This work can often form part of a wider push by an organisation to embrace the public cloud to meet their storage and compute requirements, and wind down their use of on-premise technologies.
According to 451 Research’s recent Voice of the Enterprise: Digital Pulse survey, which featured a similar number of respondents to the Tech Target poll, 60% of the 1,000 IT professionals who participated said they expected the bulk of their on-premise IT requirements to be met by public cloud or software-as-a-service (SaaS) deployments by 2019.
For lots of enterprises, though, the prospect of going all-in on the cloud is not an option they can entertain at the moment, as there are some workloads – for regulatory or cost reasons, for example – that need to remain on-premise.
Therefore, enterprises may seize on this opportunity to re-evaluate their datacentre setup, to ensure the on-premise infrastructure that remains in place is efficient, cost-effective and high-performing.
A highlight on hybrid IT
In the 2017 IT Priorities report, readying their datacentre infrastructure for the emergence of hybrid cloud deployments was voted as the top investment priority for UK and European IT decision-makers.
This may also explain why so many enterprises are prioritising investing in their datacentre estate this year, as part of their ongoing push to connect their on-premise resources to the public cloud.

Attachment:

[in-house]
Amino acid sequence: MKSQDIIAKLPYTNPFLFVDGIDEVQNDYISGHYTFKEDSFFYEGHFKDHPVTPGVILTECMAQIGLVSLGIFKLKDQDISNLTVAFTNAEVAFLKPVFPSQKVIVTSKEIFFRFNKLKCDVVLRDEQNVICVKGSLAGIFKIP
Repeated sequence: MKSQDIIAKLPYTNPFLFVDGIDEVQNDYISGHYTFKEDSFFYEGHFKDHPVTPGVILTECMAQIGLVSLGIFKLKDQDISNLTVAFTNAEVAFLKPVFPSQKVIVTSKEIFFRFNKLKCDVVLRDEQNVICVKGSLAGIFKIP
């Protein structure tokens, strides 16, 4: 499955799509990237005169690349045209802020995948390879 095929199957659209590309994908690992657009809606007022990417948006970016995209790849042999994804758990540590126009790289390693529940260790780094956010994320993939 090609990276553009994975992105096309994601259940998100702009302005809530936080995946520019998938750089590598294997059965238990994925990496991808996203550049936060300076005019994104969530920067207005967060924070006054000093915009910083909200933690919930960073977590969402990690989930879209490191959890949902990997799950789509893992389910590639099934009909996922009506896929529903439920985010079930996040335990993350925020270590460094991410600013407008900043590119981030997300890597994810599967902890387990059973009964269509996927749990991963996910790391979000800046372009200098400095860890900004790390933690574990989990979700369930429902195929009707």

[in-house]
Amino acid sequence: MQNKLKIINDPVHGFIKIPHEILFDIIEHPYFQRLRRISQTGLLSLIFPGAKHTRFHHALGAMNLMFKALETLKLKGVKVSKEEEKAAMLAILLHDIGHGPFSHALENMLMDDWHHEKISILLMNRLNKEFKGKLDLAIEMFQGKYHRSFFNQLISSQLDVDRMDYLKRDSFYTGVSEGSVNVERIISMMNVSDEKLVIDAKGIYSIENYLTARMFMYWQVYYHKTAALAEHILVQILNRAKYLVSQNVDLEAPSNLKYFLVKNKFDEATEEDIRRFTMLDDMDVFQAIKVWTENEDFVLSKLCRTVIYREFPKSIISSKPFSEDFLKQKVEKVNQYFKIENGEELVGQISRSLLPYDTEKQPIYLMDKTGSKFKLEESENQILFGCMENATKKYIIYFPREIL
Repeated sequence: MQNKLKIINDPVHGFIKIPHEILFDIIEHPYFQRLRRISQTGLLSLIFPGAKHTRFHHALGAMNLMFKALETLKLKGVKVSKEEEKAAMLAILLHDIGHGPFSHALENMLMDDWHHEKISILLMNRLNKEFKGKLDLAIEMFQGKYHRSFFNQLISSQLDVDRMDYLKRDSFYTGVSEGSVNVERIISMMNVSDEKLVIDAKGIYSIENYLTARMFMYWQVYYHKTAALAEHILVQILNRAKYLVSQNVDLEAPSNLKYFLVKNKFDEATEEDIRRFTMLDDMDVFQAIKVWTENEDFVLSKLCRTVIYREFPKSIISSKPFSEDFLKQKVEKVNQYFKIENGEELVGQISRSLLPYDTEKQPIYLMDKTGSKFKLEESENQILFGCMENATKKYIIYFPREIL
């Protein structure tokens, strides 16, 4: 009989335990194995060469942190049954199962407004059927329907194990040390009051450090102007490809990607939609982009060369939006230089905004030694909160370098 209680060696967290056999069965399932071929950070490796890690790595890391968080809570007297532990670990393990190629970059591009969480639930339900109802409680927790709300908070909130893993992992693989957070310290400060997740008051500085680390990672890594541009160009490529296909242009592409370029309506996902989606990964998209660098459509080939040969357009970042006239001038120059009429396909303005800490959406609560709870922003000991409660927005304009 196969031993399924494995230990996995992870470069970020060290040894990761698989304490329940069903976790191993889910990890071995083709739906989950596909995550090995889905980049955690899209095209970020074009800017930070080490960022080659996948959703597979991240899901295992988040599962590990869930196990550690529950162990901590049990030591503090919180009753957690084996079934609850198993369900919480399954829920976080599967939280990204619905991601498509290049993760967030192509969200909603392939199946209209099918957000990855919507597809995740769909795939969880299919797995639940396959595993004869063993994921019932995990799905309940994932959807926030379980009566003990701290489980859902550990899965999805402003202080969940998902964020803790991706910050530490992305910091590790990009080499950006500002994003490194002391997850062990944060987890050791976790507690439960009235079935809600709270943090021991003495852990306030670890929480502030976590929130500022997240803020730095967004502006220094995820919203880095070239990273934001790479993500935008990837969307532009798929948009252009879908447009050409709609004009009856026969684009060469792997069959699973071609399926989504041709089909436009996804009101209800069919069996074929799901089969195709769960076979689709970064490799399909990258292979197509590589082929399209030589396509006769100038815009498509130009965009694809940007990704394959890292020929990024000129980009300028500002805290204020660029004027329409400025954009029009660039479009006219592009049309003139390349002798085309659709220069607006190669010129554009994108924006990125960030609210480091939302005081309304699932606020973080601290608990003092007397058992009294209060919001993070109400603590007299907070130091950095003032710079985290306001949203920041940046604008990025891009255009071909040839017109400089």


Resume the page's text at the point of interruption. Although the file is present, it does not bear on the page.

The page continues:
In the UK drill-down of the results, the adoption of the hybrid IT model was flagged as a growing area of importance for IT decision-makers, with 52% more (compared with last year) flagging this as an area of utmost investment interest during 2018.
The same, however, cannot be said for Emea as a whole, with the data revealing a 10% drop in interest from IT decision-makers across the region in adopting the hybrid IT approach.
This finding was also mirrored elsewhere in the report, when Emea-based IT decision-makers were asked to indicate their preferred IT deployment model for the year ahead, which revealed a 12% drop in the number prioritising the use of hybrid cloud.
The number of respondents who expressed a preference for the public cloud deployment model – infrastructure as a service (IaaS) – remained the same year-over-year, but, interestingly, a 27% rise in the number opting for on-premise appliances was also recorded.
While the results in isolation offer scant insight into what might be behind the Emea-wide downturn in prioritisation for hybrid IT deployments, some of the report’s other data points suggest this trend might be indicative of these projects maturing and growing in sophistication.
For example, container management emerged as an area of intense deployment interest for participants in the both the Emea and UK surveys in 2018 compared to last year, with year-on-year growth figures reported in the region of 118%.
Many enterprises are looking to use containers to manage and boost the portability of their applications, so they can run on-premise, in the public cloud or within a hybrid setup.
Therefore, the growing interest of IT decision-makers in using container management tools suggests – in some cases – maybe some have already moved beyond simply wanting to build a hybrid cloud and on to how to make the lifecycle management of their cloud-hosted applications even easier.